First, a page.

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  • Music interventions can increase quality of life and emotional well-being in adults with dementia, as well as reduce anxiety and depressive symptoms (Vink, A. C., Bruinsma, M. S., & Scholten, R. J., 2003).
  • Music therapy is effective in maintaining active involvement and decreasing behavioral problems in individuals with dementia (Koger, Chapin, & Brotons, 1999). 
  • Adults with neurocognitive disorder demonstrated improvements in cognitive functioning after participating in a music and movement group compared with a movement-only group (Moore & Lesiuk, 2018).

  • After six weeks of individual music therapy, individuals with dementia demonstrated reduced levels of disruptiveness and agitation, as well as reduced medication increases (Ridder, Stige, Qvale, & Gold, 2013). 

Parkinson's/Neurological Disorders

  • A meta-analysis of 27 articles indicated that music therapy can benefit motor symptoms, non-motor symptoms, and quality of life for patients with Parkinson’s Disease (Garcia-Casares, Martin-Colom, & Garcia-Arnes, 2018). 
  • After participating in an 8-week group singing intervention, Parkinson’s patients saw improvements in maximum inspiratory and expiratory pressure, as well as improvements in phonation time (Stegemöller, E. L., Radig, H., Hibbing, P., Wingate, J., & Sapienza, C., 2017).
  • Parkinson’s patients who participated in a singing group said that the group was beneficial, engaging, and fun (Stegemöller, E. L., Hurt, T. R., O’Connor, M. C., Camp, R. D., Green, C. W., Pattee, J. C., & Williams, E. K., 2017).
  • Parkinson’s patients experienced statistically significantly less fatigue and exertion during a Therapeutic Instrumental Music Performance intervention than they did during a traditional occupational therapy intervention (Lim, Miller, Fabian, 2011). 


  • The music therapy technique of Rhythmic Auditory Cueing has had positive impacts on walking velocity, cadence, and stride length in stroke patients (Yoo & Kim, 2016).
  • Keyboard playing can significantly support hand dexterity in subacute stroke patients during rehabilitation (Hyun, Soo, & Soo, 2017).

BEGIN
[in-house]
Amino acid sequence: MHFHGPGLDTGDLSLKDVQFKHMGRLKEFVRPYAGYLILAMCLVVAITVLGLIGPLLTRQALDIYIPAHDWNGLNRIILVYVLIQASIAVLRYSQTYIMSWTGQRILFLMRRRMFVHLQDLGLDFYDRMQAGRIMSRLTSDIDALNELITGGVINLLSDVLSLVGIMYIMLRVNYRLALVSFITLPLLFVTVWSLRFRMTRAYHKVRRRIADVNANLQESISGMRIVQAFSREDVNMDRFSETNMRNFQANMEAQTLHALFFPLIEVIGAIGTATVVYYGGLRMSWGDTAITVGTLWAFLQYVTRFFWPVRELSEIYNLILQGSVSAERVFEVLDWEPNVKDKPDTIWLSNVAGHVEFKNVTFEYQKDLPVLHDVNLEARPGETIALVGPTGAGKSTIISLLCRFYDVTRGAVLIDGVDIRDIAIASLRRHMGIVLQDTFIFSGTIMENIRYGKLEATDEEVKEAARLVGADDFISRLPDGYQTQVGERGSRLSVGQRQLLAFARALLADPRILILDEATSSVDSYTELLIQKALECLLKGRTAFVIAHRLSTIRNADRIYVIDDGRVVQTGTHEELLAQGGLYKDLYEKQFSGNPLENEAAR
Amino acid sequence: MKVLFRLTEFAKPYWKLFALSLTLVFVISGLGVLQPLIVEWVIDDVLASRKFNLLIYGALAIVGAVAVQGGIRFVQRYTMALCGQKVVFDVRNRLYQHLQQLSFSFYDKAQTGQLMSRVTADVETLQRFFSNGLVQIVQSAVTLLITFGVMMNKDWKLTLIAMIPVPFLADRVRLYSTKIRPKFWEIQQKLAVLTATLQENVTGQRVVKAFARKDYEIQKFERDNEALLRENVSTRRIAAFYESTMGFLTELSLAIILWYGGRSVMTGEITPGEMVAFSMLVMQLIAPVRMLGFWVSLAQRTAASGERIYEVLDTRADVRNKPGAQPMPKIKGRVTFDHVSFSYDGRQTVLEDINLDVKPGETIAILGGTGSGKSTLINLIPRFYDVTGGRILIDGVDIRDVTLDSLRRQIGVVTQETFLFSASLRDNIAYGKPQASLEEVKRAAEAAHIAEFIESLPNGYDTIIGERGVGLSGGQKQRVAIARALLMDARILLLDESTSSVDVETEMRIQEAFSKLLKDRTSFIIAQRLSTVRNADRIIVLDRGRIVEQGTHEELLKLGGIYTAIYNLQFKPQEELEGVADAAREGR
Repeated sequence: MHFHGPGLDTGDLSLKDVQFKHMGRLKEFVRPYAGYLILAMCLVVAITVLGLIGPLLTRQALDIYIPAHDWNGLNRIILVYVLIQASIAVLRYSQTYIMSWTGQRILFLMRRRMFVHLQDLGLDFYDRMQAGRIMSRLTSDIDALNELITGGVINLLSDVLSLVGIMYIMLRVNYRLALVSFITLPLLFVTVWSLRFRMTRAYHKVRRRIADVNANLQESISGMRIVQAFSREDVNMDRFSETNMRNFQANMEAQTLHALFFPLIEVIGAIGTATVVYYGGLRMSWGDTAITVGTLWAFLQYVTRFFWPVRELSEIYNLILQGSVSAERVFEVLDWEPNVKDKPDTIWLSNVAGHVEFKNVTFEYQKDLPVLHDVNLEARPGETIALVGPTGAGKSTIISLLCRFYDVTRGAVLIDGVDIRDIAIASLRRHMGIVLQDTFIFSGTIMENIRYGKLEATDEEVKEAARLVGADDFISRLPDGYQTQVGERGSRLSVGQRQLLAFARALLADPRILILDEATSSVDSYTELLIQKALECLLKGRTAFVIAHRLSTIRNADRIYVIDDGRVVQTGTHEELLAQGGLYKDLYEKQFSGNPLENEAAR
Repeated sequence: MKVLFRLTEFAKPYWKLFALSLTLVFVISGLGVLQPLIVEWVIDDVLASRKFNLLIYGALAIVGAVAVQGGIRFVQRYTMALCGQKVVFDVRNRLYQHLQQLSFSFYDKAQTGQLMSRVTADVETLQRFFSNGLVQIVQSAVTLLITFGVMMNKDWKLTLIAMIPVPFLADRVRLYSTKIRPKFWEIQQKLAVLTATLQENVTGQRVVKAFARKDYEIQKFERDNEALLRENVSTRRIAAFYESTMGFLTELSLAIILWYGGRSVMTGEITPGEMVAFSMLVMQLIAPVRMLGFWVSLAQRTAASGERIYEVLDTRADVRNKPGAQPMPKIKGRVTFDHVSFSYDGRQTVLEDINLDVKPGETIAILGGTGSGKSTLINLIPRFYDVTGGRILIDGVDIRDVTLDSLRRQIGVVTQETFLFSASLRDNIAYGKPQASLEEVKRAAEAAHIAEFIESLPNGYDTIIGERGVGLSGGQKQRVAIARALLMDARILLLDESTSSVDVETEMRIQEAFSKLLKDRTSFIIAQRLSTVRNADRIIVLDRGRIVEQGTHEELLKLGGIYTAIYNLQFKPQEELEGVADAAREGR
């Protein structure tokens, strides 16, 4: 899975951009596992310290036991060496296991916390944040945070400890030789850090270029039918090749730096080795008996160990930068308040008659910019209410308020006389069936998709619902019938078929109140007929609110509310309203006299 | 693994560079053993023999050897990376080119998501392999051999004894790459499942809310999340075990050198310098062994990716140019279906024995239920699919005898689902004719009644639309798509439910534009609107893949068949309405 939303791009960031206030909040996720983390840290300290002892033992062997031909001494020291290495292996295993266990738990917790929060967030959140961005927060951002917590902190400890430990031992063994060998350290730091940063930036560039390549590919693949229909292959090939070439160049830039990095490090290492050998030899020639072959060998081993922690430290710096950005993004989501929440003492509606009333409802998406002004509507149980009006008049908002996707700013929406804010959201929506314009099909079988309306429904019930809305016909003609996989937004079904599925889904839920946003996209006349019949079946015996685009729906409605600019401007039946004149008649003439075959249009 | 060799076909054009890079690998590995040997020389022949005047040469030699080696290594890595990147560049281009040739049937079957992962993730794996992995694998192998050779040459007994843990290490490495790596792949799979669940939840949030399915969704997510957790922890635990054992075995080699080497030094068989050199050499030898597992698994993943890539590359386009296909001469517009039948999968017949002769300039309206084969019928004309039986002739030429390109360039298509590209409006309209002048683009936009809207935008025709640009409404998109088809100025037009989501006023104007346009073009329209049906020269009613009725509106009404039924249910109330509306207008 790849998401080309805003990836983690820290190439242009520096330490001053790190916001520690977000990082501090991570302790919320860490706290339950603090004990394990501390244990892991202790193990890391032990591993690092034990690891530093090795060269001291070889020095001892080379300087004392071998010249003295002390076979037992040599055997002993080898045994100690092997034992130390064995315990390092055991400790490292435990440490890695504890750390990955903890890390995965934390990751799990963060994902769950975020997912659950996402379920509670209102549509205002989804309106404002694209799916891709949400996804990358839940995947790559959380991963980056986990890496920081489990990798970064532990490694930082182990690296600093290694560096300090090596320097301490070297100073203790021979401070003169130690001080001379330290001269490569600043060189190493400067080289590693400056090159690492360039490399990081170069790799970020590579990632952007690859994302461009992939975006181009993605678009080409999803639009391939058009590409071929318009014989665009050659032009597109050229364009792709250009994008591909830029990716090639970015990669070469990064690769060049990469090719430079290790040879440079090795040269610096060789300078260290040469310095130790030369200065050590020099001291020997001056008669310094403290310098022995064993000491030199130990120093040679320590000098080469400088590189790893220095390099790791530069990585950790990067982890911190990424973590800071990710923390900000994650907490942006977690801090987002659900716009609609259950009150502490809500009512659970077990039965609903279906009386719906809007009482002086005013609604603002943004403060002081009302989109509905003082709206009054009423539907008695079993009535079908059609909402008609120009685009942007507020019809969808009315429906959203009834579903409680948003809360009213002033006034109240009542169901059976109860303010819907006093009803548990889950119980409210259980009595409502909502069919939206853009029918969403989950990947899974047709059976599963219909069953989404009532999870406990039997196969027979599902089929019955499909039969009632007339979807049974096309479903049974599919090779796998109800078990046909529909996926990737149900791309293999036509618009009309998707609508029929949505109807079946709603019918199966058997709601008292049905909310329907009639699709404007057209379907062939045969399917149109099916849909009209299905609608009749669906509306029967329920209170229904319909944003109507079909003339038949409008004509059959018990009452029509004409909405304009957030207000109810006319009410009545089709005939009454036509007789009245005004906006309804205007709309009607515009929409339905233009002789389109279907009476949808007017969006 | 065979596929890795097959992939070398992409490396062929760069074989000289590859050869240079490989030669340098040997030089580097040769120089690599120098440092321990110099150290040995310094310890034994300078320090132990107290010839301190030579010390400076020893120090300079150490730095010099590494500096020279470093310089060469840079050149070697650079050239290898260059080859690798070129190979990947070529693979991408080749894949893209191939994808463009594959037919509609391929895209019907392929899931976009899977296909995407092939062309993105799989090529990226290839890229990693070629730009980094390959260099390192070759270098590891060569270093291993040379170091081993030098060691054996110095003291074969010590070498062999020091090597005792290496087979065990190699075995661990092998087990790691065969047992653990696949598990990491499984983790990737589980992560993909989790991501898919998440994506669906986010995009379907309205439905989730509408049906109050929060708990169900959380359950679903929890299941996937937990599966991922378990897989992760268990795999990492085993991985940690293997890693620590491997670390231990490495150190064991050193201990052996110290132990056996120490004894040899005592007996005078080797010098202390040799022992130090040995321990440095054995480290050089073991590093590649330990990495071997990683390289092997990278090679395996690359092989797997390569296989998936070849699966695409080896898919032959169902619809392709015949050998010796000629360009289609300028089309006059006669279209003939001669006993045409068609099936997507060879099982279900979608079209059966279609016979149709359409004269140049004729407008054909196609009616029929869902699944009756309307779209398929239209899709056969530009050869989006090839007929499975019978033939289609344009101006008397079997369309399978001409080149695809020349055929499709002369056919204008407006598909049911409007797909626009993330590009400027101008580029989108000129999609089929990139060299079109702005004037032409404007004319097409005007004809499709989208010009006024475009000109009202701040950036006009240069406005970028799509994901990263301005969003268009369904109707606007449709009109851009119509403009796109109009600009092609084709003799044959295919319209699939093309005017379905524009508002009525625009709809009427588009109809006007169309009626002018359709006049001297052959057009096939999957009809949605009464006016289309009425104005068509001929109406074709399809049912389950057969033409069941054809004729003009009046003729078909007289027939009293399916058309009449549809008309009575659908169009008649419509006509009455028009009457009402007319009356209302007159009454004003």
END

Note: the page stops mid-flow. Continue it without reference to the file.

• After participating in one month of Neurologic Music Therapy focused on language, aphasic stroke patients demonstrated significant improvements in the aphasia quotient, repetition, and naming (Lim, Kim, Lee, Yoo, Hwang, Kim, & Kim, 2013).

  • Patients with Broca’s aphasia experienced significant improvement in expressive language after participating in twelve weeks of group music therapy with a focus on singing, speech, intonation, and oral exercises (Tomaino, 2012). 

Health & Wellness

  • Music therapy can significantly reduce pain in palliative care patients (Gutsgell, Schluchter, Margevicius, Degolia, Mclaughlin, Harris, Mecklenburg, Wiencek, 2013).
  • Music has a positive effect on pain, anxiety, mood, and muscle tension among hospitalized patients (Cole & LoBiondo-Wood, 2012).
  • Older adults who participated in several music programs reported benefits to their social relations and personal development (Solé, Mercadal-Brotons, Gallego, & Riera, 2010).
  • Cancer patients who received music therapy for symptom management reported that music therapy provided relaxation, a therapeutic relationship, and intrapersonal relations (Potvin, Bradt, & Kesslick, 2015). 

Anxiety & Depression

  • Music therapy can significantly reduce depressive symptoms in older adults (Zhao, Bai, Bo, & Chi, 2016).
  • Older adults who participated in a 10-week music therapy group program showed decreases in symptoms of anxiety and depression (Castelino, Ajay, Fisher, Hoskyns, Zeng, & Waite, 2013).
  • Older adults with depressive symptoms demonstrated significant decreases in negative affect and unpleasant memories after 9 music therapy sessions (Suzuki, 1998). 


  • Hospice patients with terminal cancer who received music therapy during their time in hospice reported a statistically significant increase in quality of life after their first visit, and these scores continued to increase over time (Hilliard, 2003).
  • Hospice patients reported an increase in spiritual well-being on days they received music therapy (Wlodarczyk, 2007).
  • Family of hospice patients said that music therapy was beneficial for them as well as their loved ones (Gallagher, Lagman, Bates, Edsall, Eden, Janaitis, & Rybicki, 2017).

Intellectual & Developmental Disabilities

  • Direct care staff of adults with intellectual disabilities said that music therapy was beneficial for social, physical, emotional, and cognitive functioning (Wells Staab & Dvorak, 2019).
  • After participating in music therapy sessions, adults with severe developmental disabilities demonstrated more positive interactions with one another than they did before music therapy (Hooper, 2001).
  • In a study of adults with developmental disabilities, music therapy decreased the duration of maladaptive emotionally regulative behaviors more than standard treatment (Bender, Colwell, Clair, & Johnson, 2011). 
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